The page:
As I wrote here, Errol Morris has for the last few years been writing the occasional brilliant series of articles in the NY Times, and he’s got another one going now; this is the first installment, and I commend it to the attention of anyone interested in the influence on our thinking of things that you wouldn’t think should influence it. I kind of hate to reveal even as much as I do here, but it’s only a spoiler for the first section and the fun stuff comes afterwards; he links to this earlier piece, focused on a quiz about optimism and pessimism, then says:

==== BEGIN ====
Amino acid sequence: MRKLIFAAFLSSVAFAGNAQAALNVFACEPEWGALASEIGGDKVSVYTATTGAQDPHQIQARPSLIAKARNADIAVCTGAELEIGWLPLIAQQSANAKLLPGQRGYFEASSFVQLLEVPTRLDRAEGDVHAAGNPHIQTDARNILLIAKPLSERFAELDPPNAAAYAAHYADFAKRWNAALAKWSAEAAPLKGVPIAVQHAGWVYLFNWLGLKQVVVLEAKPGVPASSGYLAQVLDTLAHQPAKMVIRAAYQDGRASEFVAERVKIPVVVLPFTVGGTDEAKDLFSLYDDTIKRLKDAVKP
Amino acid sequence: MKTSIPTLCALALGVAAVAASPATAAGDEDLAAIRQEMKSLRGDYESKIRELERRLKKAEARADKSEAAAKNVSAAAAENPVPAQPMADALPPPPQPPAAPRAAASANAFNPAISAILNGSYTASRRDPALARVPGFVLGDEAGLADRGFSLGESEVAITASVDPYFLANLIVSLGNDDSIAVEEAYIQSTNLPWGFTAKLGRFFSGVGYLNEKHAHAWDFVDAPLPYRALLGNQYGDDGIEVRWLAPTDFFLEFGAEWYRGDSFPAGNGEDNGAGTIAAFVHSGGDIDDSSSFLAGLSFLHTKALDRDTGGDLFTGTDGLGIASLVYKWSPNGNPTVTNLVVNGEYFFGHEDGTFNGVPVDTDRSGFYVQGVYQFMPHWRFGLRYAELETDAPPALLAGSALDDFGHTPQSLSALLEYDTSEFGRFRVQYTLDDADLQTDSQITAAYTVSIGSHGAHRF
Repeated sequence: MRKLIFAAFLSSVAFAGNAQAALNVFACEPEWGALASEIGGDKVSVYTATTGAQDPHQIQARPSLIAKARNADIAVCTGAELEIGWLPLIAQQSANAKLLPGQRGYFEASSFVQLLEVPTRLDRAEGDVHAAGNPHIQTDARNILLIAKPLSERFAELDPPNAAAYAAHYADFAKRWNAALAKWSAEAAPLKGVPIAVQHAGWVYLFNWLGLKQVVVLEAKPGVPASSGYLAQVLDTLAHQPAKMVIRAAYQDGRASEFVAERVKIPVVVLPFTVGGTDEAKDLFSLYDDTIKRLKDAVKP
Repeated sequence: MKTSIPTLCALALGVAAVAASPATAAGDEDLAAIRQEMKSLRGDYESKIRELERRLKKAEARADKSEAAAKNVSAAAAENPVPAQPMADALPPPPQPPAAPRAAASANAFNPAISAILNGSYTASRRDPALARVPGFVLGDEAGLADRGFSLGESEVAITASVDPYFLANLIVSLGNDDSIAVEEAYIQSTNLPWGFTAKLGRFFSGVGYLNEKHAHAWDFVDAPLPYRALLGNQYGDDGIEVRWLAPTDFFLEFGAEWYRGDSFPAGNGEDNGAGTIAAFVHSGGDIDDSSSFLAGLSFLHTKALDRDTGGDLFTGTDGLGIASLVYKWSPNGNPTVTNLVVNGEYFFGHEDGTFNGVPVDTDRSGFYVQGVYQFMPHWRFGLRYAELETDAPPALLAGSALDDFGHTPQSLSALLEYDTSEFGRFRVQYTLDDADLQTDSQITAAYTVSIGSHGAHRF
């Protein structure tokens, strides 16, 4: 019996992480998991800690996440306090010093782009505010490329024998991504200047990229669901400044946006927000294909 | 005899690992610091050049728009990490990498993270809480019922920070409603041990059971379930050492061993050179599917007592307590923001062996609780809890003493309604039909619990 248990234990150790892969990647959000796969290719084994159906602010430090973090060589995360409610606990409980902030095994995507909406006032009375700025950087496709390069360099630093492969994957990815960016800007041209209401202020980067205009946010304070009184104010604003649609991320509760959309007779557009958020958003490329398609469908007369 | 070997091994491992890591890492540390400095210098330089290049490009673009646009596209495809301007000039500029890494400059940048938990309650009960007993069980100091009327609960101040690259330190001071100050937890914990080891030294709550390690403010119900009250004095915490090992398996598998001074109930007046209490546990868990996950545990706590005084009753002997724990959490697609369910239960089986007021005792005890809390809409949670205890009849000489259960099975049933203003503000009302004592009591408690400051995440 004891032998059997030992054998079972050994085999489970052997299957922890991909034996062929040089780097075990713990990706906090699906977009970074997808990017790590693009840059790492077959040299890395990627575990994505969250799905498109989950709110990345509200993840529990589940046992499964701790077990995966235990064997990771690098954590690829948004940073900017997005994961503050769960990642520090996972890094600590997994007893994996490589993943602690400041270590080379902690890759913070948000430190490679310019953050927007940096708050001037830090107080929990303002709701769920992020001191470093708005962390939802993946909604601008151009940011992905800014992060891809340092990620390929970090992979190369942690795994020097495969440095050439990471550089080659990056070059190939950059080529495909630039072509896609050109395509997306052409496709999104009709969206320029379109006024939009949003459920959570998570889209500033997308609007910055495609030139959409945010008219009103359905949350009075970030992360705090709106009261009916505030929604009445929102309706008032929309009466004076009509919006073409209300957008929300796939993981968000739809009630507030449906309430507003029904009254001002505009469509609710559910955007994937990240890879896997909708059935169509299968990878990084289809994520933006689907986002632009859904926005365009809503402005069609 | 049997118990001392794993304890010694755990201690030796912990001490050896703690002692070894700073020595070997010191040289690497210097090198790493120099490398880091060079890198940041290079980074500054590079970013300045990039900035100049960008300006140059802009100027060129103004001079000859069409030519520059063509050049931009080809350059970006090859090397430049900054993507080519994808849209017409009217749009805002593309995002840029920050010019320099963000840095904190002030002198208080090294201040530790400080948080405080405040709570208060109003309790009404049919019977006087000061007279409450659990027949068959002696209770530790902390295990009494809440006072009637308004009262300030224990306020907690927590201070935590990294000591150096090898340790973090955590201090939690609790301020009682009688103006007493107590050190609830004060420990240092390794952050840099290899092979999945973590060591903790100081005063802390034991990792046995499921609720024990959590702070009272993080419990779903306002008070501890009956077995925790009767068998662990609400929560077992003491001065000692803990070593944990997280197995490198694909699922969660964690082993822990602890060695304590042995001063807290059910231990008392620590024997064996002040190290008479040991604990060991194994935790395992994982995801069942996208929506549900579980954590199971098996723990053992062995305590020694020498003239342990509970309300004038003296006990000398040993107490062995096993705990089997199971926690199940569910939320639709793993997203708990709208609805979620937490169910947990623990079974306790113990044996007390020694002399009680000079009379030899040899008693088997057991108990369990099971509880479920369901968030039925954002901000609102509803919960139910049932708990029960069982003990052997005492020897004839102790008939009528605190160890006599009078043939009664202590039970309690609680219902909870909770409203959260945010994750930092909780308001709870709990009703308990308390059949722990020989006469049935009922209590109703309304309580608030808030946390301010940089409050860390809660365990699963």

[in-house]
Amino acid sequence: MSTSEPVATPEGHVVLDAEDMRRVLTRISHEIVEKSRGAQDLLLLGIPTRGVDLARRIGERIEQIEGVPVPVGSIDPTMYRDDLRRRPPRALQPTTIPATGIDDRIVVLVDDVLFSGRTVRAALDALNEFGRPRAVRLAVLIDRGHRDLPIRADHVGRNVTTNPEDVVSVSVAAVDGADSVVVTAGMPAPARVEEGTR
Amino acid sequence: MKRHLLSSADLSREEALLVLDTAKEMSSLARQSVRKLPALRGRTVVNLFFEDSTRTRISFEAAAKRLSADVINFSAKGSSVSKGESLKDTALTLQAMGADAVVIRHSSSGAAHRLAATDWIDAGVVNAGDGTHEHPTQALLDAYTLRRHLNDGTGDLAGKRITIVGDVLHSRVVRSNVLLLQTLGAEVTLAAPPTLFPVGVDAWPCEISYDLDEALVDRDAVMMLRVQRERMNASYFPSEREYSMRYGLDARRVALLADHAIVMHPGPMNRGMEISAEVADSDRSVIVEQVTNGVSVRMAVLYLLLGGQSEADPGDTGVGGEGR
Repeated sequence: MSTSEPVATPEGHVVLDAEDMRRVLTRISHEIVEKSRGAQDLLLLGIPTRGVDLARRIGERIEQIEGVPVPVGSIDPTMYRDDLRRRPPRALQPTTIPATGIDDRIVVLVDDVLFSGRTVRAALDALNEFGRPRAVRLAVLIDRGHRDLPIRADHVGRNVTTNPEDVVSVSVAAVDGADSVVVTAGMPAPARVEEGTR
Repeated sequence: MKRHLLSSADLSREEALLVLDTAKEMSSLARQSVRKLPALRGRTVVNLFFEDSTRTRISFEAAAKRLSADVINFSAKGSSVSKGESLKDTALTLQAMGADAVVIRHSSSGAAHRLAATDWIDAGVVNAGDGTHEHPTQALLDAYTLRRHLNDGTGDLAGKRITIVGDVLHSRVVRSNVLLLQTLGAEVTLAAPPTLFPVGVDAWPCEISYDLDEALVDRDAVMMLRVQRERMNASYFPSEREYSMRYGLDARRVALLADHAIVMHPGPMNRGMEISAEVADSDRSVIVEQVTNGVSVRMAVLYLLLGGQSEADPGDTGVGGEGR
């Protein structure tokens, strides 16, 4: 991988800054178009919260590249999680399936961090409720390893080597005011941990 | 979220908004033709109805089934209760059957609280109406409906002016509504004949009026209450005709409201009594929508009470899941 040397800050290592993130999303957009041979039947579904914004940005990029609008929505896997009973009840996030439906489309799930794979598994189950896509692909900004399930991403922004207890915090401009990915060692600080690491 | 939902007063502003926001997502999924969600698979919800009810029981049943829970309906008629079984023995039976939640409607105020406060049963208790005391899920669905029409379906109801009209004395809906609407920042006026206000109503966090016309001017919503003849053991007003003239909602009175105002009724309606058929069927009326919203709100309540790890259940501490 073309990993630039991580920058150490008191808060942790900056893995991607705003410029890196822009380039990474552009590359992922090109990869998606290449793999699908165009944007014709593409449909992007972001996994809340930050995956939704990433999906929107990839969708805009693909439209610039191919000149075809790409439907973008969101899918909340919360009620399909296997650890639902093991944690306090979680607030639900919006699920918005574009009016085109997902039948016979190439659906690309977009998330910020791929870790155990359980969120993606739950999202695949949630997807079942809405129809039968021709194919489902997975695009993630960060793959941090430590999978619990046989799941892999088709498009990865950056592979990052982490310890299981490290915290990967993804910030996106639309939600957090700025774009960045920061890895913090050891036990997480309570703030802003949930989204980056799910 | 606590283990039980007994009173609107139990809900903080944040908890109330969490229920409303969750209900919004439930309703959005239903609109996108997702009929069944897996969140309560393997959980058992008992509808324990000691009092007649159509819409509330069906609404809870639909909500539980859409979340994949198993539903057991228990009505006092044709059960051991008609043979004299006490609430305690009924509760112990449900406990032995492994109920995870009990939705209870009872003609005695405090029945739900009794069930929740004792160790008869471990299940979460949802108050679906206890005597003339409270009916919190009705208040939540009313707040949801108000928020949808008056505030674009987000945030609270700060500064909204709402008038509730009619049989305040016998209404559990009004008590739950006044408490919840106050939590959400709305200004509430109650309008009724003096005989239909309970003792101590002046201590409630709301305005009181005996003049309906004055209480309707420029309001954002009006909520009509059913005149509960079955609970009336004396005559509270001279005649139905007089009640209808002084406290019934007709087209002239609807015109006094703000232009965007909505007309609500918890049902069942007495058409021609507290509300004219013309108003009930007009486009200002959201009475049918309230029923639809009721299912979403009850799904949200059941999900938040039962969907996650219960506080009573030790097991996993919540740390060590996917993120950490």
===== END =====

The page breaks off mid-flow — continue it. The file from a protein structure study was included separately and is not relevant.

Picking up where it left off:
Here is my confession. My quiz wasn’t really a test of the optimism or pessimism of the reader. There was a hidden agenda. It was a test of the effect of fonts on truth. Or to be precise, the effect on credulity. Are there certain fonts that compel a belief that the sentences they are written in are true?
For the exciting answer, read the essay (and I assure statistically minded folks in advance that the p-value for the main result is 0.0068). Oh, and there’s a nice bit on the Crimean War, too. Thanks, Nick!